4 1/2 Stars Crowned Heart Featured Review – Ind’Tale Magazine Sept. 2013
CHAPTER ONE: Scene One
Bosque County, Texas; July 1874
“Consarned critter! Why’d you have to go and get stuck in there?” Lil Crawford muttered. She tugged harder on her rope in an effort to pull the bawling calf from the mud wallow it had wandered into. No luck. The animal was mired nearly up to his shoulders in thick clay gumbo. No matter how hard she pulled, she wasn’t going to get him out.
Nearby, standing beside the creek that had carved out the treacherous wallow along the bank, the calf’s mamma lowed plaintively as if blaming Lil for her baby’s predicament. Sending her a baleful glare, Lil said, “It’s not my fault. You should’ve dropped him in the spring like you’re supposed to ’stead of in the middle of summer. Then maybe he’d be big enough to climb out of this dang mud.”
Arms crossed, she studied the situation. She considered letting Major, her buckskin gelding, drag the calf out but feared injuring the little mite, possibly even breaking his neck. She sighed in disgust. There was no help for it; she’d have to get down in the mud and wrestle the calf out. It was either that or leave him there to die a slow, miserable death.
Dropping to the ground, she tugged off her boots and socks. She set them near the edge of the wallow, then rose, unbuckled her gun belt and laid it atop her footgear, where she could reach her six-shooter if need be. Her hat joined the pile for good measure.
Lil took a deep breath, set her teeth and stepped into the wallow, cringing as she sank up to her knees in the gooey muck. It squished between her toes and clung to her legs, plastering her britches to her skin. It also stank of rotting grass and other things she’d as soon not name.
Crooning softly to the frightened calf, she wrapped her arms around his middle, coating her hands, arms and shirt with mud in the process. She braced herself, preparing to wrestle the animal free.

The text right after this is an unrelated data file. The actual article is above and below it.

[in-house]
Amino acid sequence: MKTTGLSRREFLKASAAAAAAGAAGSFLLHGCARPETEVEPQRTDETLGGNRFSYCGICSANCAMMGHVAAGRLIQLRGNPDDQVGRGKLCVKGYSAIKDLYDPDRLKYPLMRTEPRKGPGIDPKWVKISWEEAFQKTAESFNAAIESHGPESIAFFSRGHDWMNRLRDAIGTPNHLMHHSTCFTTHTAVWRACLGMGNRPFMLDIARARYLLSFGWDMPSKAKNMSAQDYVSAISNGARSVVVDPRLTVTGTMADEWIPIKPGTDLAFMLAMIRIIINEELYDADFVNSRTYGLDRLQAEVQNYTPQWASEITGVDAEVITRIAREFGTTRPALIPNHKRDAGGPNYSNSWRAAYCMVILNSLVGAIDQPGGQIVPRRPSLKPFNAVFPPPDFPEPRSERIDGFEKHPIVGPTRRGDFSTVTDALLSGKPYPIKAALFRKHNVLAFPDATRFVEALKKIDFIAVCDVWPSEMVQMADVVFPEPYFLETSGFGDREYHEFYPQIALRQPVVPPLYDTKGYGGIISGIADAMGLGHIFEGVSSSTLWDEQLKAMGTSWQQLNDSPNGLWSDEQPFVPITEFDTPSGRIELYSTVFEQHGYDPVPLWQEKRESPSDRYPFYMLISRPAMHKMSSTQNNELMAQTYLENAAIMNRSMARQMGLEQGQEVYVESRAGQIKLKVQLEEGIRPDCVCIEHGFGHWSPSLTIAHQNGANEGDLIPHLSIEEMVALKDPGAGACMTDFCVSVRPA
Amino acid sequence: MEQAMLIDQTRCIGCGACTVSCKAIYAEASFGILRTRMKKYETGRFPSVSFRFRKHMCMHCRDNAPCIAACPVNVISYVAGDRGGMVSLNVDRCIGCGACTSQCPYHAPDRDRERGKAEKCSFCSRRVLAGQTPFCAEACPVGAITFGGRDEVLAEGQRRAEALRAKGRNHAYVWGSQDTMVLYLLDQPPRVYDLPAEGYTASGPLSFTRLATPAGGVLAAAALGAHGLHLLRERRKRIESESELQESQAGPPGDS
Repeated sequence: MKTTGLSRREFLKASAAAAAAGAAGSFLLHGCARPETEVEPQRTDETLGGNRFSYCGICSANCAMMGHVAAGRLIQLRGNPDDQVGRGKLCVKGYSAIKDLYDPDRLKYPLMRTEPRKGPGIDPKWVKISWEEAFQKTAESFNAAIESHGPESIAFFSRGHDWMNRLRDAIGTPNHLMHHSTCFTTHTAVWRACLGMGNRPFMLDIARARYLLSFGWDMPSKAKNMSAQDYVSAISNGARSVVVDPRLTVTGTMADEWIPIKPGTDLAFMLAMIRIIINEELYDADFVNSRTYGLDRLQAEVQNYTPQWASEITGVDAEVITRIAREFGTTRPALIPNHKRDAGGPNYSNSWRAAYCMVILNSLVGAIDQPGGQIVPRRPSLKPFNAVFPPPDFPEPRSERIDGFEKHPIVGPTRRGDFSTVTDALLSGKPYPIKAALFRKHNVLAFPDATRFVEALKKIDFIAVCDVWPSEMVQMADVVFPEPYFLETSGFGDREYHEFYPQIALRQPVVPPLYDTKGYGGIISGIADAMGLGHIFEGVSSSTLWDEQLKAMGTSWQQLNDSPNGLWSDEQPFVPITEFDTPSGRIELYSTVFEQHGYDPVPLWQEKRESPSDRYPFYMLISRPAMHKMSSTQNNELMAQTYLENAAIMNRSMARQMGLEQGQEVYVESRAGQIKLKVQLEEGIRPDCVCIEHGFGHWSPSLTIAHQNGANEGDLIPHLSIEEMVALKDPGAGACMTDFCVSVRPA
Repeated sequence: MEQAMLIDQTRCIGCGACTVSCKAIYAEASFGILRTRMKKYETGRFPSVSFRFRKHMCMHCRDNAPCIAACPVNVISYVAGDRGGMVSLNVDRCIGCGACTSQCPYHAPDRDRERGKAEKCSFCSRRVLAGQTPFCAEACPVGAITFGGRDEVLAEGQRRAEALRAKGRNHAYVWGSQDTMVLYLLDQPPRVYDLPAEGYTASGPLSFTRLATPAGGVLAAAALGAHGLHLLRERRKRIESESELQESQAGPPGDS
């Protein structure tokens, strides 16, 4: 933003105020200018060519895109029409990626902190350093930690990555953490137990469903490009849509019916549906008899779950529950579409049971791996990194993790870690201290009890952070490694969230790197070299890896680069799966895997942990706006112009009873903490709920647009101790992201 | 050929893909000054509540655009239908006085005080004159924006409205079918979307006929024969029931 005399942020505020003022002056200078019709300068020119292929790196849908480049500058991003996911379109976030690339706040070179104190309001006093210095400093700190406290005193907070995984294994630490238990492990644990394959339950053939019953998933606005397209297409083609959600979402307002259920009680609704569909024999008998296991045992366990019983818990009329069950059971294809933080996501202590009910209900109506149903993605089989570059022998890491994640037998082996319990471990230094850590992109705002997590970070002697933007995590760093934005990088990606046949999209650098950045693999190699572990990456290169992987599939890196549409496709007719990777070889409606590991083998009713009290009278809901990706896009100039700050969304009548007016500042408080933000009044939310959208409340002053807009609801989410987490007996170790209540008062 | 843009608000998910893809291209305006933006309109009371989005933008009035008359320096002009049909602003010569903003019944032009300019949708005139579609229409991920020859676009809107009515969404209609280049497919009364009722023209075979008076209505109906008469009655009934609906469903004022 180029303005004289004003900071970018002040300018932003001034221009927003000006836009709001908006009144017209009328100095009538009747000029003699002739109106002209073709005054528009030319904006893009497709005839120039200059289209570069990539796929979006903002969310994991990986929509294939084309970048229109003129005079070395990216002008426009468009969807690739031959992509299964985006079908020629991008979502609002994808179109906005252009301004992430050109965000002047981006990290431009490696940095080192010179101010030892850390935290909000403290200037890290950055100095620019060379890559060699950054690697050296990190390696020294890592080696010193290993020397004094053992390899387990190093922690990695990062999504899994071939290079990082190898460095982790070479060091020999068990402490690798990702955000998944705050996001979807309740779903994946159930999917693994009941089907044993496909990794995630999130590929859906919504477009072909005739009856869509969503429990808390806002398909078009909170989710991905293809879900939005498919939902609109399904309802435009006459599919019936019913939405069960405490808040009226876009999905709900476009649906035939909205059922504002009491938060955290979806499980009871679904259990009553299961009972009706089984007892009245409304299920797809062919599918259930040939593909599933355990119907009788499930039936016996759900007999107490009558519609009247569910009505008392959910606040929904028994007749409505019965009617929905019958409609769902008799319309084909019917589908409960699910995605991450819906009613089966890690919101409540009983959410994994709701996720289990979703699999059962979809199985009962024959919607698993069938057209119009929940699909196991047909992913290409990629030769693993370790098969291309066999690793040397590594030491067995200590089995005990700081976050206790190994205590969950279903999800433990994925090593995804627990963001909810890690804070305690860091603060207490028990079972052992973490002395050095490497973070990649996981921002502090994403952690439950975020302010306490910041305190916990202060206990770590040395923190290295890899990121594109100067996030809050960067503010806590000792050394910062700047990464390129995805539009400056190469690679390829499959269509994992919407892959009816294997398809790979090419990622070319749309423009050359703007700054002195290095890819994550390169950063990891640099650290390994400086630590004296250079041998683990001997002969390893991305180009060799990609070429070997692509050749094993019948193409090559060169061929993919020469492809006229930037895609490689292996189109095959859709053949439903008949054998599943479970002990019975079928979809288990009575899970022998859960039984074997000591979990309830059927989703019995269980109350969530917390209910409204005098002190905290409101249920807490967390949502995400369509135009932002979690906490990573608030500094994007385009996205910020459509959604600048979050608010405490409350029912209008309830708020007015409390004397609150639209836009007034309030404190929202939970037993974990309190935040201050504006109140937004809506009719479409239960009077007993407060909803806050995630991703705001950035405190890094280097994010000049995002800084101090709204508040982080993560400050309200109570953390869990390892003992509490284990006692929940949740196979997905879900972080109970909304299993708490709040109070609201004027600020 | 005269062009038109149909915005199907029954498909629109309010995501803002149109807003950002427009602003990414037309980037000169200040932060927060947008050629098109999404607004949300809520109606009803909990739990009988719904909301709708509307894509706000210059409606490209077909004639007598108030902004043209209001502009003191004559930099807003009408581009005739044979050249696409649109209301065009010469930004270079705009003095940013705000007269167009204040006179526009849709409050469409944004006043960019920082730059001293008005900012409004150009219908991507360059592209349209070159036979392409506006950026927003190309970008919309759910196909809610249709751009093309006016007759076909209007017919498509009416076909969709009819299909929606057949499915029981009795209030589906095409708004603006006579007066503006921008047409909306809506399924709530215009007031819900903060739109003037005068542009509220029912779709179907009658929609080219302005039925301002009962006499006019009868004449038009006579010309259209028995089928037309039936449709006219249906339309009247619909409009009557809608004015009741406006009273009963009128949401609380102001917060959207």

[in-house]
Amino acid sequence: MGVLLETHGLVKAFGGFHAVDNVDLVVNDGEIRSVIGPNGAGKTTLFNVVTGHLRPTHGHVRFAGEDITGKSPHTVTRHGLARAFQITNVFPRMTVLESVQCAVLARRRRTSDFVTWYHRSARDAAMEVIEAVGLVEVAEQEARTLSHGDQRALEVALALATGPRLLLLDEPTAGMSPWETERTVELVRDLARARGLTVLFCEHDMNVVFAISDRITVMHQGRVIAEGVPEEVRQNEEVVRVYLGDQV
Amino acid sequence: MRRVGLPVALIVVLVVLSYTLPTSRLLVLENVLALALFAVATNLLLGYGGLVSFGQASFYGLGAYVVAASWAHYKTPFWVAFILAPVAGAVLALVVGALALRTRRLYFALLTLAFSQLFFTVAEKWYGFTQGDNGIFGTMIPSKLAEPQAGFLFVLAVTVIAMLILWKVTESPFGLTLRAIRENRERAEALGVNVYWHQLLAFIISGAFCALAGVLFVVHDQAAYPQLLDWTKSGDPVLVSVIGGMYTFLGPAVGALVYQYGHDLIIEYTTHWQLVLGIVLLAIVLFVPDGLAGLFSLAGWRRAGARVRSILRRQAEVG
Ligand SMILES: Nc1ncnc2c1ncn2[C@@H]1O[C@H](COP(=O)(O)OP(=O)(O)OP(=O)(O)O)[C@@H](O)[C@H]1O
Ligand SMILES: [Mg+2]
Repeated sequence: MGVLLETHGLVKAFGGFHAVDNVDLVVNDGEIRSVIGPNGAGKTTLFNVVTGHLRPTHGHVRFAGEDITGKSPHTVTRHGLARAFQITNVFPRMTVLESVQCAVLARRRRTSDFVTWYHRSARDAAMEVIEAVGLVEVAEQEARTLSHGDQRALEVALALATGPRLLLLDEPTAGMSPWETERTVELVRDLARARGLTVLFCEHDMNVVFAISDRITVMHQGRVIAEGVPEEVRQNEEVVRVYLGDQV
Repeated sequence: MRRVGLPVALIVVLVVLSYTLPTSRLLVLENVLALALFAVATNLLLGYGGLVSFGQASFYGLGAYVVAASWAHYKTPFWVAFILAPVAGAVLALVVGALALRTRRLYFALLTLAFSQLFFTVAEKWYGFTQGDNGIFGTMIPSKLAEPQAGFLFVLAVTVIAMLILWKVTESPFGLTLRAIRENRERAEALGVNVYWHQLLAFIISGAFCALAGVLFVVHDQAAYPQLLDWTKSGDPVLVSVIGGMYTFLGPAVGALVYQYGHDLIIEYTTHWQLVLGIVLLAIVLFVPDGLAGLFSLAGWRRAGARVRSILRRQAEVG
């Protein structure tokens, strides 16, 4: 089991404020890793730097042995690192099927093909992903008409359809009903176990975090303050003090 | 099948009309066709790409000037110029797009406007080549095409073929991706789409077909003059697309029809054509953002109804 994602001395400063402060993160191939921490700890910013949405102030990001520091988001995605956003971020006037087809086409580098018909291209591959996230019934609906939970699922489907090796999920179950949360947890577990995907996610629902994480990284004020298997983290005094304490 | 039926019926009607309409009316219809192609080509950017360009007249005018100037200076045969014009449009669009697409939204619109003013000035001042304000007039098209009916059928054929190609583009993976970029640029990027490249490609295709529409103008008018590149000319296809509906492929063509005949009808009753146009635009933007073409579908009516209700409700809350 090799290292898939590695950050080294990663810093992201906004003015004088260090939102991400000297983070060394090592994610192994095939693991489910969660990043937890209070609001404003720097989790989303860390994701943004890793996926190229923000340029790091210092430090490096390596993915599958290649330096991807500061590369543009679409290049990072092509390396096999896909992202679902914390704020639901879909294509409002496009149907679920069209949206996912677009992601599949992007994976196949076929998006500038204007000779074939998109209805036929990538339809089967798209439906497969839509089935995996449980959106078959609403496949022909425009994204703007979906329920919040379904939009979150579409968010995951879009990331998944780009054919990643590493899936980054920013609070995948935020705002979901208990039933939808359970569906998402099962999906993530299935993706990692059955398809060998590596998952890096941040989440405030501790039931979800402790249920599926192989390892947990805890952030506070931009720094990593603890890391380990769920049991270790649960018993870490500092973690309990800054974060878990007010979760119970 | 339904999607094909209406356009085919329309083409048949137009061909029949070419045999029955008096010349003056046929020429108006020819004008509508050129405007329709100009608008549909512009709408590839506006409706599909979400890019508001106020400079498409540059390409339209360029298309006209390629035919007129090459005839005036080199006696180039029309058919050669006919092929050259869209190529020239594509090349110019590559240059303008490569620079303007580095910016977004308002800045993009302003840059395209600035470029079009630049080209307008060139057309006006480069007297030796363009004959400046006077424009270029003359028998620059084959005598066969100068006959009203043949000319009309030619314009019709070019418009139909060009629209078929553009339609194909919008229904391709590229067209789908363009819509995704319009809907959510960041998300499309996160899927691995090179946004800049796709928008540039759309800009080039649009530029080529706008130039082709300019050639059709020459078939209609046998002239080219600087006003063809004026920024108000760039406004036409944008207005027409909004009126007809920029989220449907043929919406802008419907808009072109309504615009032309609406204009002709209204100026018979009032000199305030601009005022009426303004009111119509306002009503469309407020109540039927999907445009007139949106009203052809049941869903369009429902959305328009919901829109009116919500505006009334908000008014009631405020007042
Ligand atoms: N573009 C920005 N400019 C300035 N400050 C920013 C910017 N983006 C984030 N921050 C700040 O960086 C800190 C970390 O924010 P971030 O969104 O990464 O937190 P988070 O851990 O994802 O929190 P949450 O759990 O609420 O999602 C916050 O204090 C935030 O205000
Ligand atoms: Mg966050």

A man’s deep-throated laugh caught her off guard. Jolted by the sound, she cried out in surprise and struggled to turn around, fighting the mud that imprisoned her legs. Once she succeeded, she stared, slack-jawed, at the stranger grinning at her from atop the most broken down nag she’d ever laid eyes on. The dude himself was a sight to behold. Togged out in a funny checked suit, with a derby hat atop jet-black hair, he made her lips twitch. However, her humor fled when she met his eyes. Brilliant blue, they shot sparks of light, brighter than the toothy grin splitting his handsome face.
“Sure’n I must be dreaming,” he said in a lilting Irish brogue. “Or are ye truly a lovely faery maid sent to enchant me?”
His foolish question broke Lil’s frozen stare and roused her anger. She knew she was far from lovely, and right now she was covered with nasty muck besides. “Mister, I’m no fairy and I don’t take kindly to strangers who ride up on me with no warning. So you can just turn that bag of bones around and git. Right now!”
“Ah, colleen, will ye not grant this poor beggar a few moments of your company? ’Twould be my pleasure to help ye with the wee animal if ye like.”
She snorted at his offer. “No thanks. I can get him out by myself. ’Sides, you wouldn’t want to muddy up your fancy suit, would you?” she drawled with a smirk.
He looked down at himself and grimaced. “I take it ye don’t care for my fine attire.” Fine came out sounding like foin. “Well, you’re not the first. A layer of mud might not be such a bad thing, eh? With that in mind, will ye not reconsider and allow me to lend ye a hand?” He gave another roguish grin and splayed a hand over his heart. “In truth, your beauty so captivates me that I fear I cannot turn away.”
Lil bristled at his absurd comment. Certain he was making fun of her now, for her beauty would never captivate any man, she narrowed her eyes. She’d teach him, by criminy!